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Originally presented at the 1998 Hedberg (AAPG) Research Conference at Galveston, TX
In Walker Ridge, the south-southwest trending structural continuation of the Mississippi fan foldbelt (Fig.1) underneath the salt is best imaged on prestack depth migrated long regional lines. Attractive depth structures, now largely leased, represent a frontier sub-salt opportunity currently widely recognized in the industry. The mapped structures apparently do not continue to the west to connect with the Perdido foldbelt (Fig.2) in Alaminos Canyon. This reinforces earlier suggestions that the formation of the two fold belts occurred in two separate events, one in the Oligocene (Perdido), and the second in the Miocene (Mississippi fan). Conversely, in Keathley Canyon, a relatively unstructured sub-salt section can be mapped with little if any similar compressional deformation. Most attractive plays here are truncated against deep-rooted salt walls that may provide migration pathways from buried source rocks of lower Tertiary and Mesozoic age.
We attribute the location and orientation of the foldbelts to the original seaward depositional limit of Louann salt (Fig.3) coupled with the gradual migration of Cenozoic depocenters from the west (Oligocene) to the east (Miocene). Compressional structures in the Port Isabel foldbelt (Fig.4) may have a somewhat different origin; high-angle reverse faults with complex associated faulting contrast sharply with the more symmetrical double-plunging anticlines in the Perdido and Mississippi fan foldbelts. There is good evidence on the newer seismic data for a deep structural detachment underlying the western Port Isabel growth fault systems. This detachment surface appears to tie back to the listric fault systems offshore North Padre Island and Mustang Island. Back-to-back or "tee-pee" structures, in may respects identical to those in the salt-free shelf and slope offshore Nigeria, may be a result of less salt in the original depositional package in this part of the Gulf of Mexico. More regionally, original salt thicknesses of 4 km or more seem to have been isolated to an east-northeast trending depo-trough. Thick salt later became remobilized to form allochthonous salt sheets. From the Sigsbee scarp, the sheets thicken to the north and northwest, largely limiting the currently practical sub-salt exploration play in the vicinity of the Sigsbee scarp to a zone about 20-30 km behind the scarp or its buried equivalent.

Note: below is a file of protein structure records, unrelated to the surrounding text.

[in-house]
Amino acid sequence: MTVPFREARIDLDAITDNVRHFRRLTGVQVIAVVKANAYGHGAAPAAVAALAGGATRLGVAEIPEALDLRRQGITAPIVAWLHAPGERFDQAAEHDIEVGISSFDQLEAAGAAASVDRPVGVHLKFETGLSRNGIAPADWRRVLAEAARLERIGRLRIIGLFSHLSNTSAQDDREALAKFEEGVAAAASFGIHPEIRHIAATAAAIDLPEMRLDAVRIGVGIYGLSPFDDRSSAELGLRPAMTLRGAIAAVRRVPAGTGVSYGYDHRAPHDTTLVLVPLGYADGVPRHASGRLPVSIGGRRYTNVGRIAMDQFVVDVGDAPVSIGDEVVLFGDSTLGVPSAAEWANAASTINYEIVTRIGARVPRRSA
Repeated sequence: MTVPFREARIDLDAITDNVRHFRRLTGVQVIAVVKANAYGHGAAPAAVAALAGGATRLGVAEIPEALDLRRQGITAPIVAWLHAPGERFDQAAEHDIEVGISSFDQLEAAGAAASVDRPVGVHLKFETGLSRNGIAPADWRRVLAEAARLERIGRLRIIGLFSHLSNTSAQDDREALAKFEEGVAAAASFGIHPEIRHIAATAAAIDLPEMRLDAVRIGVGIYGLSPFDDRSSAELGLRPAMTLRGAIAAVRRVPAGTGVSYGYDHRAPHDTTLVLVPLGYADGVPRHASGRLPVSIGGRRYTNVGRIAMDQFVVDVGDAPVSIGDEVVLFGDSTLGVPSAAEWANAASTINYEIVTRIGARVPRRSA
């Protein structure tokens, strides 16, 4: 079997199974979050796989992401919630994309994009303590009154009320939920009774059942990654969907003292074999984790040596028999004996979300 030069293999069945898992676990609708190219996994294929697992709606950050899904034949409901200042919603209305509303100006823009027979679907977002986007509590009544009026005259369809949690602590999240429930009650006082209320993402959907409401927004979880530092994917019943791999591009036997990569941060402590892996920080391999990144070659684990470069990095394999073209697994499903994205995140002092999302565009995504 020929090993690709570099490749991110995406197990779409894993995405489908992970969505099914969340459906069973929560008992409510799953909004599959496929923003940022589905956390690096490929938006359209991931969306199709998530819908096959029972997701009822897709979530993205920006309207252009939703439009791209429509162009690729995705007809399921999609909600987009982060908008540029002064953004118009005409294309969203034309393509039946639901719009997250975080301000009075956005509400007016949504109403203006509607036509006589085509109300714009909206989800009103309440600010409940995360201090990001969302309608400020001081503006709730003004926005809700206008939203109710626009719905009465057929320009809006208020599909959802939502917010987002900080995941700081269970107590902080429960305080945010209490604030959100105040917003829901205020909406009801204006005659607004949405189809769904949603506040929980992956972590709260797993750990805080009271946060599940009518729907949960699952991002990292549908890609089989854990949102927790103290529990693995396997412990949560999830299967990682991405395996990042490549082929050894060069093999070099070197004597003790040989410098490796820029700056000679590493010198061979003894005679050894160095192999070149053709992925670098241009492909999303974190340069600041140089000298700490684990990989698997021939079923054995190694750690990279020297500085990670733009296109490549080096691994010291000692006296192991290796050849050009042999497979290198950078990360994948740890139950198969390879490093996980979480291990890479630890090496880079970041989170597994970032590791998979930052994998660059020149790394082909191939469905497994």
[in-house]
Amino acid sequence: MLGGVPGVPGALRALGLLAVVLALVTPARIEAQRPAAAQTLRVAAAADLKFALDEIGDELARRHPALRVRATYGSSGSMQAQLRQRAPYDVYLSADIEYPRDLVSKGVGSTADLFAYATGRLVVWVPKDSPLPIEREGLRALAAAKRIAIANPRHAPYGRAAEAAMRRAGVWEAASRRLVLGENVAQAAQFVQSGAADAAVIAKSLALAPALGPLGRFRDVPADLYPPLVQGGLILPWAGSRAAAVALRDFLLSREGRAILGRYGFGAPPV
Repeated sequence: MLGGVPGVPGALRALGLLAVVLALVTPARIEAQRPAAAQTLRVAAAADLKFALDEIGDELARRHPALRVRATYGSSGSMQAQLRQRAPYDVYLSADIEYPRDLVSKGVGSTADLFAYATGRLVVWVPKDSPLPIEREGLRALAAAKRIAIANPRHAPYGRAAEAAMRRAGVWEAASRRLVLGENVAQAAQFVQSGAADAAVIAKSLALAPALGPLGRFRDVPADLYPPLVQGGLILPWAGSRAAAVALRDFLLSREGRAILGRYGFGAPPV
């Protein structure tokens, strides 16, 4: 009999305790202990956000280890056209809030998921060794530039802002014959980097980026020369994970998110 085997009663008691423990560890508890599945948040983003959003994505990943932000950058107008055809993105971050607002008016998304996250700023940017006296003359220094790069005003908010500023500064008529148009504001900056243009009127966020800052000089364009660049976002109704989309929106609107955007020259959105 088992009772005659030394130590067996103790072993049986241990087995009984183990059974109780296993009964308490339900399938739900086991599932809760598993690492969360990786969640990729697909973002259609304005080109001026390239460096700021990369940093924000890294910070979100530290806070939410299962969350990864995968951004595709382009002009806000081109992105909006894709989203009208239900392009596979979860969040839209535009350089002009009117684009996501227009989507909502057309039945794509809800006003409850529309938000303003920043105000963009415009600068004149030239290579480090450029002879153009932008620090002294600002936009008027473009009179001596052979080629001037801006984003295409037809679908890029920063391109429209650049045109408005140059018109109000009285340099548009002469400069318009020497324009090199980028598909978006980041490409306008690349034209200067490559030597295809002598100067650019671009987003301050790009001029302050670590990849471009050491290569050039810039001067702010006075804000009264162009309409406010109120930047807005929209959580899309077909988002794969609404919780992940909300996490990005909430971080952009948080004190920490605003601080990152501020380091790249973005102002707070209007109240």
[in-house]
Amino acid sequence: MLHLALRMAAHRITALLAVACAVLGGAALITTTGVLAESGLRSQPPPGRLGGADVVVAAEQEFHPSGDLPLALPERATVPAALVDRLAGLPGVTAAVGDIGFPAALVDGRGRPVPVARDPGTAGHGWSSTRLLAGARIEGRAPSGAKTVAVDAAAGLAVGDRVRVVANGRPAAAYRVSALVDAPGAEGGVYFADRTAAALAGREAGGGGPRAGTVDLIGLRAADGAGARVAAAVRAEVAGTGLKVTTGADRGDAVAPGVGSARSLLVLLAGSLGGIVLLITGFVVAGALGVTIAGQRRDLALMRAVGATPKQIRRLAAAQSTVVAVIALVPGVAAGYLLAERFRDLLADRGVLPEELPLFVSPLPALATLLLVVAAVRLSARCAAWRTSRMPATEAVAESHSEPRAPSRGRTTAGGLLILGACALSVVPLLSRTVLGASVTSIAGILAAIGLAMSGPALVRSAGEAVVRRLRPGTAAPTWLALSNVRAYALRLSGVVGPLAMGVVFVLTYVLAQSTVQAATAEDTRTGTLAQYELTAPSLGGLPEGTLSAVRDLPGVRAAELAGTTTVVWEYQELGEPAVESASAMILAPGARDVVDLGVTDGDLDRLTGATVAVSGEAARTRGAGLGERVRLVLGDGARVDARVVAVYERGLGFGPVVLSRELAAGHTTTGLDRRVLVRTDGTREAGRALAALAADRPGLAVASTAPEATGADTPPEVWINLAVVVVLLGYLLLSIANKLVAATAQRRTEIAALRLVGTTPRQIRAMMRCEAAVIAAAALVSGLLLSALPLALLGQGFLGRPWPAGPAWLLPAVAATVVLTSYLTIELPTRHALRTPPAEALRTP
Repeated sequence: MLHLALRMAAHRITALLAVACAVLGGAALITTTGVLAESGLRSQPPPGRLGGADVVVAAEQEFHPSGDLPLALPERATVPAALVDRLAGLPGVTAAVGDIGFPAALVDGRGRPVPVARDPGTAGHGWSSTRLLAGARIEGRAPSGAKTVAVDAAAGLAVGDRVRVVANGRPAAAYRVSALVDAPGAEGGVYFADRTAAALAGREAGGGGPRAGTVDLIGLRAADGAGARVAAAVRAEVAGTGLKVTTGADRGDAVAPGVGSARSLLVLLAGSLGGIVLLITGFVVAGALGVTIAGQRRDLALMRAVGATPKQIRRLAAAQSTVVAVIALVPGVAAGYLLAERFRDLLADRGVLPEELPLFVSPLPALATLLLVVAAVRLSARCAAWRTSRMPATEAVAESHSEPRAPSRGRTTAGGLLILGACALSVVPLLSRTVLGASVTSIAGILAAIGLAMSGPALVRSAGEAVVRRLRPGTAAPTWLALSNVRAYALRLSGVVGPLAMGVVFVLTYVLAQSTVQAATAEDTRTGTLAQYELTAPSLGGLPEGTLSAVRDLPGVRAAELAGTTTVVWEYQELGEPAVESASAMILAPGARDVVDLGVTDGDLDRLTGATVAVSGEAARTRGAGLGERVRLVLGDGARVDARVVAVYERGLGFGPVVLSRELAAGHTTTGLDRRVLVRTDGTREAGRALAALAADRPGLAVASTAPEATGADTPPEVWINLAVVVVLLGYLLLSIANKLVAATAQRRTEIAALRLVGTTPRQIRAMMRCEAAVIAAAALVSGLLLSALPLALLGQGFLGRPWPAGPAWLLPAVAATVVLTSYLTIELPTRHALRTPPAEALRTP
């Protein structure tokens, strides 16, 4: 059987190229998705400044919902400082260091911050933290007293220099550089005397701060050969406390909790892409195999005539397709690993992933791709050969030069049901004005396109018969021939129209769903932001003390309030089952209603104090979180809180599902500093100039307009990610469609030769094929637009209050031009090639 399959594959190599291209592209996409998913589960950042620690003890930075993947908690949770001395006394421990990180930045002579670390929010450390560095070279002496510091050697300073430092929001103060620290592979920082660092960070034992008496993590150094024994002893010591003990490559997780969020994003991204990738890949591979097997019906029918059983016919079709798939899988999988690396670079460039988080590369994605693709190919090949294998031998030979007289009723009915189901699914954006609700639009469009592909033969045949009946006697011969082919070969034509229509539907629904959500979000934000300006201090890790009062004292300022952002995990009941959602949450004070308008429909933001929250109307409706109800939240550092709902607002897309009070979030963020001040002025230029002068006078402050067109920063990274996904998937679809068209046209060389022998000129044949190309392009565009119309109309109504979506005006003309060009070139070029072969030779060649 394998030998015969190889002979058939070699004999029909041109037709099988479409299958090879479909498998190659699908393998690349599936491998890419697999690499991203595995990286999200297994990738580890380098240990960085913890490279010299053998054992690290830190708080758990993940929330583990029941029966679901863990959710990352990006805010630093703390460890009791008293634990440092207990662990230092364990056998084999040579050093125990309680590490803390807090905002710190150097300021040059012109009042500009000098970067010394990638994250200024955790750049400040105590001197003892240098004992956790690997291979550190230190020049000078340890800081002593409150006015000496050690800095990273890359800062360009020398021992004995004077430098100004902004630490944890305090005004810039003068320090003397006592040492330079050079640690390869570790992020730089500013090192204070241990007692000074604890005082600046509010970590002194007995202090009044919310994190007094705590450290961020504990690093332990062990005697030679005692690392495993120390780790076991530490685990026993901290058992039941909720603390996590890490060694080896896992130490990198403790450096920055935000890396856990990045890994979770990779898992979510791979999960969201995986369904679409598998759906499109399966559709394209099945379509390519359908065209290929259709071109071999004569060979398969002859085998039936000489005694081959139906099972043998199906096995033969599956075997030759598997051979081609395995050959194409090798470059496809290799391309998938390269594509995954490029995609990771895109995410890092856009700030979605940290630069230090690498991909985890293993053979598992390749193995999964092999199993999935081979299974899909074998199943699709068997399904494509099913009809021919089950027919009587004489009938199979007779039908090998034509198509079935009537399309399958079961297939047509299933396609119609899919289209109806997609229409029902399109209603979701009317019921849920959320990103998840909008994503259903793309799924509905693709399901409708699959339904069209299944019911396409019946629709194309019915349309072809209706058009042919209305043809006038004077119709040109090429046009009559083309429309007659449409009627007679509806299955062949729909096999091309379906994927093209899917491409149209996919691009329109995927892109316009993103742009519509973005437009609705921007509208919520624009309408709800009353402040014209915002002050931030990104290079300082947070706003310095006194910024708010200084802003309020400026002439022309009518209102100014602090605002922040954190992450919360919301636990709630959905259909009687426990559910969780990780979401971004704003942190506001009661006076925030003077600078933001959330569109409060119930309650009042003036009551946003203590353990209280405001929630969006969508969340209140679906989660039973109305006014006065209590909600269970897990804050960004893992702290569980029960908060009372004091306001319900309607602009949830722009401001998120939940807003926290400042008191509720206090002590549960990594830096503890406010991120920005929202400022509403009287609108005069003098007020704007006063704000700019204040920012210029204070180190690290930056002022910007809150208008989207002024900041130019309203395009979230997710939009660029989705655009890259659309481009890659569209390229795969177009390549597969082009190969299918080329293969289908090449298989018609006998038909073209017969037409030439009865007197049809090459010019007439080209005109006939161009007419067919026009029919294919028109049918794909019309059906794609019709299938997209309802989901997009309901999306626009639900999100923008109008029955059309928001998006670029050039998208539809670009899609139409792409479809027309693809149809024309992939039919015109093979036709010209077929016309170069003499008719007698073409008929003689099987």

The structural evolution of areas of thinner salt farther north of the Sigsbee scarp (Fig.5) appears to be related to the complex interplay between slope sedimentation and ductile salt flow. Attractive exploration targets between 5000 and 7000 meters sub-sea are widespread.
Still unresolved are 1) the nature of the connection between the fold belts and the relatively unstructured section at deep levels in the upper and shelf, 2) the lithostratigraphy of the pre-salt section and 30 the influence or lack of influence of basement structures in the overlying Mesozoic and Cenozoic structural complexes. With respect to evaluating and risking the sub-salt foldbelt play(s), the lack of reliable seismic hydrocarbon indicators, the lack of well control and the large number of individual structural prospects suggest modifications of traditional approaches are required The normal critical parameters: "Does the play even exist,?" must all be evaluated as quantitatively as possible. The Neptune discovery in Atwater Valley and the BAHA discovery in Alaminos Canyon suggest the answer to the last question is yes.
Major shortcomings in the current generation of risk analyses are illustrated by the sub-salt foldbelt play. All the seismic uncertainties are typically captured under geological categories, such as probability of structure and hydrocarbon trapping. We suggest the differences in uncertainty among projects variously utilizing depth migration, evaluation and modeling of converted waves and multiples are significant and merit independent ranking as well.